Using Scatterplots to Chart Trends in Displayr
A scatterplot is a great way to visualize two numeric variables from a data set. In this post I describe how to extend a basic scatterplot to show trends. The trends reveal how the data evolve through time.
Showing movement through time
The chart below plots the relationship between two perceived characteristics of colas. It does so at two points in time, Q1 2012 and Q2 2012. It is immediately clear that Coca-Cola is becoming more ‘out and about’ and also more ‘at home’.
The plot was created in Displayr with Insert > Visualization > Scatterplot. For the Data source option, I chose Use multiple tables. I then supplied two tables, each with the cola brands labelling the rows and the variables stored in the columns.
In Displayr I also checked the Trend lines box. Importantly, trend lines are plotted between points from each table in the order that the tables are given. The arrows show the points in the final table given. Note that trend lines link rows of data across tables. This is different from plotting a line of best fit for all the points.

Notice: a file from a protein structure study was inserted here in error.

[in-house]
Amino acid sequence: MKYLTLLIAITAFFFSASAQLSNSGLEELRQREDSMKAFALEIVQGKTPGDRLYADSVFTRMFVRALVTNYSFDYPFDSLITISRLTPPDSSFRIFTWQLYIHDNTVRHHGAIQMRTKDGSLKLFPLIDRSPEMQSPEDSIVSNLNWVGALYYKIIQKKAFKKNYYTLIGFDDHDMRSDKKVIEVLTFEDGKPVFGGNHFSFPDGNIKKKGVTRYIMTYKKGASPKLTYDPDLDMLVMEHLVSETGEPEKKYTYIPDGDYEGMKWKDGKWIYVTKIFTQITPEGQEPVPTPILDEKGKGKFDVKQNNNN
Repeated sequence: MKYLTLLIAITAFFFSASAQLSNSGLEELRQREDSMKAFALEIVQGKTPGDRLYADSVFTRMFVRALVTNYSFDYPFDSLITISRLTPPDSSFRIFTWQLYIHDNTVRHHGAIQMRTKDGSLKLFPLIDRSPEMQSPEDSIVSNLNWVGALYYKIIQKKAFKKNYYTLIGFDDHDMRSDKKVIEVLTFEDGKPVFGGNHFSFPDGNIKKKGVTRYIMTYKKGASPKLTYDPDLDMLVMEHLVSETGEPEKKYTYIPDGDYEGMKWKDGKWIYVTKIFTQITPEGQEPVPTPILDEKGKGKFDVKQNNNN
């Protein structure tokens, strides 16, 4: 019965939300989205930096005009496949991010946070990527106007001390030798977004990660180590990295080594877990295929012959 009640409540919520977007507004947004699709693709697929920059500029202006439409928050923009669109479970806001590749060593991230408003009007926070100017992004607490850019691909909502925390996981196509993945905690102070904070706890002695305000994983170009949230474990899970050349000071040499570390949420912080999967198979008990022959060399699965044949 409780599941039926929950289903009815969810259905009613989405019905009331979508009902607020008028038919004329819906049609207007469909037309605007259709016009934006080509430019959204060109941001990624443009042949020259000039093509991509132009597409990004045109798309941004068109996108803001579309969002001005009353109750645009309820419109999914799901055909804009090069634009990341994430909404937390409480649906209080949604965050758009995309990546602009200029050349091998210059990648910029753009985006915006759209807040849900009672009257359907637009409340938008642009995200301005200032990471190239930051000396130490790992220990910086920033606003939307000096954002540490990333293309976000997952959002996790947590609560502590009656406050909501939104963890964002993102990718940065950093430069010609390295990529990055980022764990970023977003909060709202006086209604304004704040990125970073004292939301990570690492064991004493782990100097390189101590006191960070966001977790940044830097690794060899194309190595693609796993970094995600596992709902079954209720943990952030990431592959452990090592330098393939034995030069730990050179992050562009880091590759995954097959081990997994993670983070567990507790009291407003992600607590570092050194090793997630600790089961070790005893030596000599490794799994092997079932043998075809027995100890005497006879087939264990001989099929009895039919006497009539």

Highlighting one brand
The chart below extends the previous chart in two ways:
- Four tables were supplied instead of two, so I now show the evolution across four quarters. Most of the brands are oscillating around their starting location. Only Coke Zero exhibits a clear trend.
- I have set Color palette to Custom palette and set the colors of the brands to be “grey, grey, red, grey, grey, grey“. This immediately makes Coke Zero stand out.
In this post I have shown how you can incorporate a temporal dimension into scatterplots. By using color you can highlight the important trends.
You can follow the steps, or play around with your data and charts in Displayr by following this link.
Author: Jake Hoare
After escaping from physics to a career in banking, then escaping from banking, I decided to go back to BASIC and study computing. This led me to rediscover artificial intelligence and data science. I now get to indulge myself at Displayr working in the Data Science team, often on machine learning.